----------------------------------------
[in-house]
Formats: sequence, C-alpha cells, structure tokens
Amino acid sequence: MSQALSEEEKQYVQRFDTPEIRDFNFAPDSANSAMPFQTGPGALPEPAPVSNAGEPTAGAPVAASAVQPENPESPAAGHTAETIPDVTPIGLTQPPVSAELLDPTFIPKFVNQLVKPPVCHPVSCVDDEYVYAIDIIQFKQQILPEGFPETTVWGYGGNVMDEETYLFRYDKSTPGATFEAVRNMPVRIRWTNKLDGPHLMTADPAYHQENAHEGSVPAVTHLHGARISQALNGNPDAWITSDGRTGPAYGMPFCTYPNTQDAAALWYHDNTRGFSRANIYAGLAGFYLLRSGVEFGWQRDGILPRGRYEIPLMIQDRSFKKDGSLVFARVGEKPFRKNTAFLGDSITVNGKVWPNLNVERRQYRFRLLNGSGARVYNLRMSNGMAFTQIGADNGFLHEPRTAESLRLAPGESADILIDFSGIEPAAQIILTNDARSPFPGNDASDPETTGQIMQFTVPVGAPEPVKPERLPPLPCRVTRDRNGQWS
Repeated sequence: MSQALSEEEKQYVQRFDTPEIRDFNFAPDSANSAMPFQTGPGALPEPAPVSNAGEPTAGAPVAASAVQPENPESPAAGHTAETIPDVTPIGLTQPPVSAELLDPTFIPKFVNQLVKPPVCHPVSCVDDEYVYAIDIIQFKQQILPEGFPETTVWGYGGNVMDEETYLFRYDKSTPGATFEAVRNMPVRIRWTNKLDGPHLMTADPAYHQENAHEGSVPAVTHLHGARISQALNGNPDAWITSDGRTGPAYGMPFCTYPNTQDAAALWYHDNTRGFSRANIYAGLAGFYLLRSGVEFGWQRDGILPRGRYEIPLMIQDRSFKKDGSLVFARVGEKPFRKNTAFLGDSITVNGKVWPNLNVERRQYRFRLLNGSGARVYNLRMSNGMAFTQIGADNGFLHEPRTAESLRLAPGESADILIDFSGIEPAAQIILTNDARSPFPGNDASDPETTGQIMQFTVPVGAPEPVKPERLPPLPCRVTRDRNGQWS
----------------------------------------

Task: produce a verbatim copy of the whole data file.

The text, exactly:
[in-house]
Formats: sequence, C-alpha cells, structure tokens
Amino acid sequence: MSQALSEEEKQYVQRFDTPEIRDFNFAPDSANSAMPFQTGPGALPEPAPVSNAGEPTAGAPVAASAVQPENPESPAAGHTAETIPDVTPIGLTQPPVSAELLDPTFIPKFVNQLVKPPVCHPVSCVDDEYVYAIDIIQFKQQILPEGFPETTVWGYGGNVMDEETYLFRYDKSTPGATFEAVRNMPVRIRWTNKLDGPHLMTADPAYHQENAHEGSVPAVTHLHGARISQALNGNPDAWITSDGRTGPAYGMPFCTYPNTQDAAALWYHDNTRGFSRANIYAGLAGFYLLRSGVEFGWQRDGILPRGRYEIPLMIQDRSFKKDGSLVFARVGEKPFRKNTAFLGDSITVNGKVWPNLNVERRQYRFRLLNGSGARVYNLRMSNGMAFTQIGADNGFLHEPRTAESLRLAPGESADILIDFSGIEPAAQIILTNDARSPFPGNDASDPETTGQIMQFTVPVGAPEPVKPERLPPLPCRVTRDRNGQWS
Repeated sequence: MSQALSEEEKQYVQRFDTPEIRDFNFAPDSANSAMPFQTGPGALPEPAPVSNAGEPTAGAPVAASAVQPENPESPAAGHTAETIPDVTPIGLTQPPVSAELLDPTFIPKFVNQLVKPPVCHPVSCVDDEYVYAIDIIQFKQQILPEGFPETTVWGYGGNVMDEETYLFRYDKSTPGATFEAVRNMPVRIRWTNKLDGPHLMTADPAYHQENAHEGSVPAVTHLHGARISQALNGNPDAWITSDGRTGPAYGMPFCTYPNTQDAAALWYHDNTRGFSRANIYAGLAGFYLLRSGVEFGWQRDGILPRGRYEIPLMIQDRSFKKDGSLVFARVGEKPFRKNTAFLGDSITVNGKVWPNLNVERRQYRFRLLNGSGARVYNLRMSNGMAFTQIGADNGFLHEPRTAESLRLAPGESADILIDFSGIEPAAQIILTNDARSPFPGNDASDPETTGQIMQFTVPVGAPEPVKPERLPPLPCRVTRDRNGQWS